- The use of words "rank", "rating", "grade" or "position" is complex in the real world, but Trek seems to make it even more complex. In "Tribunal", O'Brien clearly states that Chief of Operations is his rank, not (merely) his position. We just have to swallow this with a grain of chloride of our liking. (Perhaps O'Brien was just saying that his rank was Chief, and then clarified it with his specialty being Ops, and all the torture made us miss the comma in between?)

- O'Brien was never really referred to as Lieutenant anywhere in TNG. Rather, the word "Lieutenant" was once uttered in his presence in an ambiguous manner ("Where Silence Has Lease"), and might just as well have been directed at Lieutenant Worf. In contrast, O'Brien was once clearly claimed to be a Chief Petty Officer ("Family") at his face, a claim not challenged on the spot, and never truly contradicted later, either. It was just his collar markings that varied wildly.

Timo Saloniemi

MacLeod September 19 2012 09:55 AM

Re: O'Brien
 
From Memory, O'Brien started off with one pip in "Encounter at Farpoint" and over his 55 or so apperances on TNG there was some consistancy in his pips, first to Lt. J.G
and then finally to LT. pips.

So his collar markings didn't really vary wildly, it just that the writers decided to go a different route.

Timo September 19 2012 10:27 AM

Re: O'Brien
 
True enough - there was a steady increase until "Realm of Fear" where the two bright pips suddenly dropped to a single dark one, and then another possible increase during DS9 when the single dark pip was replaced by a plate with three chevrons and two pips. So, ups and downs, but "wildly" might be an exaggeration. "Out of the control of the writers" would be better...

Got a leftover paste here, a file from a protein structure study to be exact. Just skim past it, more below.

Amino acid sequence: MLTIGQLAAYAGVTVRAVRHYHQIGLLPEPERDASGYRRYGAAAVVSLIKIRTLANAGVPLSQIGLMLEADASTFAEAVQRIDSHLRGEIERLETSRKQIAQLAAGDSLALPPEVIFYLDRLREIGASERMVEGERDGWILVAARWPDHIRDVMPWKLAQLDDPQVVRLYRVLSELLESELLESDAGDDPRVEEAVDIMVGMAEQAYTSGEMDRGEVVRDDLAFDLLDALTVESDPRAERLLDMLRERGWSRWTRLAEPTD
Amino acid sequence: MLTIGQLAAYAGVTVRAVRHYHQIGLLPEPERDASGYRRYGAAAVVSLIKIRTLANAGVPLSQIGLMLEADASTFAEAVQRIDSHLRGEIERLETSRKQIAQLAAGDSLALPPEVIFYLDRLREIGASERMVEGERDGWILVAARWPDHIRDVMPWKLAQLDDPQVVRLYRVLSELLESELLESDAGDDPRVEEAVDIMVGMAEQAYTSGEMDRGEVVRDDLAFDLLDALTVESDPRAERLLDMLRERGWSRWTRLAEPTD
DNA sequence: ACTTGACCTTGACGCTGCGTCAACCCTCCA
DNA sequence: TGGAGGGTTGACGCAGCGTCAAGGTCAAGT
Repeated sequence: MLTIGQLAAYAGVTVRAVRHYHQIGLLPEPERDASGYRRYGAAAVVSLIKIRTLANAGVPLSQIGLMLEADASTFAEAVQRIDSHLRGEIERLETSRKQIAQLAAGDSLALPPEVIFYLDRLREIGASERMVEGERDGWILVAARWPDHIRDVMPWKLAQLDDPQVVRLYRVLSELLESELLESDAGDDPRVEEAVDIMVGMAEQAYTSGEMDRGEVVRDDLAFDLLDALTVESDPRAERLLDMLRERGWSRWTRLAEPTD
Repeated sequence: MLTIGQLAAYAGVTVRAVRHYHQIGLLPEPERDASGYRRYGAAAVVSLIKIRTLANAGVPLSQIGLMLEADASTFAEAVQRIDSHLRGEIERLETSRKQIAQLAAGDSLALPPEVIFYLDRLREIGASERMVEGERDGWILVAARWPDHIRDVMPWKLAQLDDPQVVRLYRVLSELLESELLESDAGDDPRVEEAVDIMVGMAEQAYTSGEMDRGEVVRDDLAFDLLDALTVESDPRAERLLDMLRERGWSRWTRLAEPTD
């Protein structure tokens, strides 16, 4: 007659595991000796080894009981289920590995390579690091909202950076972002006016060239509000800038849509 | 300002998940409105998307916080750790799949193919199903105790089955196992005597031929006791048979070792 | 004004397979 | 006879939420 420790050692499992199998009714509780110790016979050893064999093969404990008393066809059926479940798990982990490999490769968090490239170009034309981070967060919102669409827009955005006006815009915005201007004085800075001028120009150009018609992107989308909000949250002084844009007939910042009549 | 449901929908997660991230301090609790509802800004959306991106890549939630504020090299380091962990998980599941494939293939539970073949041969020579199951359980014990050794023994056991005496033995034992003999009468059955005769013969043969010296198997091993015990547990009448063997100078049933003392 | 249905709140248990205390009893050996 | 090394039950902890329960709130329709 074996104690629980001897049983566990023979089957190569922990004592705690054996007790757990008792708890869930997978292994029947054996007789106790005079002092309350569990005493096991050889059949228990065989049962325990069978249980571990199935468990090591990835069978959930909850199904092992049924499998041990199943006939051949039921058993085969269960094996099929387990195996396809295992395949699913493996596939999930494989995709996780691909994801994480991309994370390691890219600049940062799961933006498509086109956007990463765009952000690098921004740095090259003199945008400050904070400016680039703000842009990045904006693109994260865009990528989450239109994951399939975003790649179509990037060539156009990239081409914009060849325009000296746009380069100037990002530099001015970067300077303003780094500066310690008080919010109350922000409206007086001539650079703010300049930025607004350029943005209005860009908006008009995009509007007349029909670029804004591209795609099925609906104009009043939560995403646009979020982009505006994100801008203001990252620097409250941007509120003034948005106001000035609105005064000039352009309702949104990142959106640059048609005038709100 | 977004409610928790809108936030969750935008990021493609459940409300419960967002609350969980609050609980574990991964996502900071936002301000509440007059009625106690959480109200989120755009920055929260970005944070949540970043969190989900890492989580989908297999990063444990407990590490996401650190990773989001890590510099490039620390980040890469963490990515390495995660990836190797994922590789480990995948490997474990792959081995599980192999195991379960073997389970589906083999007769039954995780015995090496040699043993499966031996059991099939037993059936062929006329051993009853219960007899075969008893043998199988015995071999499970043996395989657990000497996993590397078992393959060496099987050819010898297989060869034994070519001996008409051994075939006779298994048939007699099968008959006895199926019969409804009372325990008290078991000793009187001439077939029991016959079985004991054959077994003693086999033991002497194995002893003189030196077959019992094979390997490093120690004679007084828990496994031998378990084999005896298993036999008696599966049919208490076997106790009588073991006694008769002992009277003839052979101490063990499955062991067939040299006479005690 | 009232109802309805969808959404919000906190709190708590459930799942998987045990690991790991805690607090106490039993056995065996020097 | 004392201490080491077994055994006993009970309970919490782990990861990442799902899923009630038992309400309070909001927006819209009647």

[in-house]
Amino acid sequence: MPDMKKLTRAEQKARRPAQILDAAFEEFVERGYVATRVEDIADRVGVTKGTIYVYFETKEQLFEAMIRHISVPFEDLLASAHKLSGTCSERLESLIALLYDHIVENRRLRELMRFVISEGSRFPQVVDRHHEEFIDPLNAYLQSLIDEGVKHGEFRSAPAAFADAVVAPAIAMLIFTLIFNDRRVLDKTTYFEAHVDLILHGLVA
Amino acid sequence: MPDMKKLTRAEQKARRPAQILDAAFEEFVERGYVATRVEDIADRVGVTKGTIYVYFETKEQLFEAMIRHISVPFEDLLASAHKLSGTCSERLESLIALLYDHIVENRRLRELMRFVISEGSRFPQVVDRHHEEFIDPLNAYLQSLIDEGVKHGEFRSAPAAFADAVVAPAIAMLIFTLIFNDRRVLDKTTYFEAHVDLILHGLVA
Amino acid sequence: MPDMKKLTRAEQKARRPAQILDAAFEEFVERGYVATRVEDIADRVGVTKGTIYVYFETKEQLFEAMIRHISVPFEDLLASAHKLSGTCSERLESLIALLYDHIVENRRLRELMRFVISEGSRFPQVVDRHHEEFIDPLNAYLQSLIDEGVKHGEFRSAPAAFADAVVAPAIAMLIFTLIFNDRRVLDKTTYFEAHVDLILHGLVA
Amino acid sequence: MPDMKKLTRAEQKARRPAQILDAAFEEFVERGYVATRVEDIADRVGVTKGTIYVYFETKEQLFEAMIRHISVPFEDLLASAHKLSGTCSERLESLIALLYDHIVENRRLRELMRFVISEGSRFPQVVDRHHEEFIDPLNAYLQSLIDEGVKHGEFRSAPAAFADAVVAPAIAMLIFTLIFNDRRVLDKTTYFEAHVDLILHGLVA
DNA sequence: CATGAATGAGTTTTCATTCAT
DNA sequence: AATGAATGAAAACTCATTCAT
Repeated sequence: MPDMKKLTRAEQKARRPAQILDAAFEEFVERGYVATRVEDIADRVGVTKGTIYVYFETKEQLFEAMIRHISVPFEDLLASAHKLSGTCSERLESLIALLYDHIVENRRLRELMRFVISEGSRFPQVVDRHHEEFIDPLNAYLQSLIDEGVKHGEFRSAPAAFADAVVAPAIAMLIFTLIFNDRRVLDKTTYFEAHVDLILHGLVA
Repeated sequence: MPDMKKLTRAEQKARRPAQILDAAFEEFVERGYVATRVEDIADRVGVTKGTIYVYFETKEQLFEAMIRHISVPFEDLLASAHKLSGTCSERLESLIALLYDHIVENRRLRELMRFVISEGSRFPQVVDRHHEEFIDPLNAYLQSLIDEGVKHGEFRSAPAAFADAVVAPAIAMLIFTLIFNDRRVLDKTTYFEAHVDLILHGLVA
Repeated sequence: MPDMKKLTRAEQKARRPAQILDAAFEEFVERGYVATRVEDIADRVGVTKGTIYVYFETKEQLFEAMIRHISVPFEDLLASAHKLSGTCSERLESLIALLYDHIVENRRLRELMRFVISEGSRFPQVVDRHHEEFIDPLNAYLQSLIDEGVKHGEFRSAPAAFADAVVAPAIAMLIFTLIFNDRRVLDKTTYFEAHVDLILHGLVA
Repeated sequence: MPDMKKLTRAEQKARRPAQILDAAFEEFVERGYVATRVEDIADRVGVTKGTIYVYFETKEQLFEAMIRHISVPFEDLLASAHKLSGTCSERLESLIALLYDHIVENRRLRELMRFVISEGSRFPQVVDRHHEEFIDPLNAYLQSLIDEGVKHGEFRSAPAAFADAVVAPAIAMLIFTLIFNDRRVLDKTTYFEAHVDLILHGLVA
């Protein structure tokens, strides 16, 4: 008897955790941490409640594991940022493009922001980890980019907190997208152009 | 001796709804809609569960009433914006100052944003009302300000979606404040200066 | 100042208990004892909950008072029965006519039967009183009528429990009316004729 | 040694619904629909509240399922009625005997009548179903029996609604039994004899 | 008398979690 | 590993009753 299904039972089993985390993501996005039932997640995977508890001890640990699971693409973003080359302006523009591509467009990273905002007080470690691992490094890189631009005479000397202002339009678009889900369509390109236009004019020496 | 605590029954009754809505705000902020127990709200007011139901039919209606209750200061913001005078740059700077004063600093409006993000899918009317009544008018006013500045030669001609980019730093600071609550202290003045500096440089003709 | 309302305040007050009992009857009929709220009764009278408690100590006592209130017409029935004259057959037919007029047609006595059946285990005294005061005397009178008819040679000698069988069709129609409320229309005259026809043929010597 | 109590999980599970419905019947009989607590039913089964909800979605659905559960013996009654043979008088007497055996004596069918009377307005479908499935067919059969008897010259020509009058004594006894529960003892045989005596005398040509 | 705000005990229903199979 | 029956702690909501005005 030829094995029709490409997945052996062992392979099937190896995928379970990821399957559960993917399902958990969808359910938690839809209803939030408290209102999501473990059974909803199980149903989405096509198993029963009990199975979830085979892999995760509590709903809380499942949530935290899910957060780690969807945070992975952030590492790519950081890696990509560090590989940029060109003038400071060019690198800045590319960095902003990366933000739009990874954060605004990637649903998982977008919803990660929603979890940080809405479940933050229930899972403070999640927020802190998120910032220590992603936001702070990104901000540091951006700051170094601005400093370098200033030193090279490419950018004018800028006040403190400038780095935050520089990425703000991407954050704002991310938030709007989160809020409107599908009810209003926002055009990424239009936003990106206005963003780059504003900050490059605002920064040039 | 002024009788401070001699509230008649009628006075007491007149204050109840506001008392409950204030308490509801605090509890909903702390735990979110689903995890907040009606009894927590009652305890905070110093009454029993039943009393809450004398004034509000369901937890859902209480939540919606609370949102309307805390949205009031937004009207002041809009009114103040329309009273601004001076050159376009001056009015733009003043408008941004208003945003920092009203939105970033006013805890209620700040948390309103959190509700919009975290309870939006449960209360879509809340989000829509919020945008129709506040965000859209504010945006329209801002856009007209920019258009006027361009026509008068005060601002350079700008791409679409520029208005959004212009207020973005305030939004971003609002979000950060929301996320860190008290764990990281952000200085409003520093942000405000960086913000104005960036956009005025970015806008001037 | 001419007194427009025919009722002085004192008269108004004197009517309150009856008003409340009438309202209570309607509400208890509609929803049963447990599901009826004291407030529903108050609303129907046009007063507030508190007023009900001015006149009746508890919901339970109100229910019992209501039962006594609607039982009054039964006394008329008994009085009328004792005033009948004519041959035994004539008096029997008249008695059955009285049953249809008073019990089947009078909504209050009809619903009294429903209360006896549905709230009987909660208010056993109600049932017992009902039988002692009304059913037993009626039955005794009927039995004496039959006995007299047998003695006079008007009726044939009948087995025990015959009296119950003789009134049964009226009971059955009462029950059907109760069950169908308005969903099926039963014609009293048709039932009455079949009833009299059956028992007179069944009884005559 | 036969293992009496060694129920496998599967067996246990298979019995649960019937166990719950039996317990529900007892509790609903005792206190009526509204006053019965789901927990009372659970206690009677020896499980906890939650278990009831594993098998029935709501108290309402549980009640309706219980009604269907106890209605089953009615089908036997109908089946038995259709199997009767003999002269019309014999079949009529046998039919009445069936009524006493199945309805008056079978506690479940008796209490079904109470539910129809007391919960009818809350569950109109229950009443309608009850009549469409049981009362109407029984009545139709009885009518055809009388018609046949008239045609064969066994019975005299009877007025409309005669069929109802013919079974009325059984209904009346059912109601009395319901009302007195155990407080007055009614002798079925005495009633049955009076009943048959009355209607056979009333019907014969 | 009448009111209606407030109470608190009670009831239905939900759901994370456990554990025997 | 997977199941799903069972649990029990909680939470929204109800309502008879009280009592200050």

FWIW, the first and only clear-cut TNG reference to O'Brien's rank, in "Family", nailed him as Chief Petty Officer of some grade or another when he was wearing two bright pips. That is, Sergey Rodzhenko used those pips to identify O'Brien as "another Chief Petty Officer", Sergey being one himself. (Perhaps O'Brien was wearing special enlisted pips, deceptively similar to Lieutenant's pips except for some detail that our TV sets don't reproduce? :devil:)

The ambiguous TNG reference, from "Where Silence Has Lease", has no good angles showing O'Brien's pips. But he wore two bright ones in the previous episode already, so Riker considering him Lieutenant wouldn't be incorrect. OTOH, Riker is speaking mostly to Worf in that scene. And the specific phrase that includes the rank reference relates to the tactical choice of beam-in location - an issue of relevance both to O'Brien and Worf. And Riker is mostly looking at Worf when saying this. Make of it what you wish... I tend to use it as the perfect excuse to claim that O'Brien's rank was never inconsistent in dialogue!

Timo Saloniemi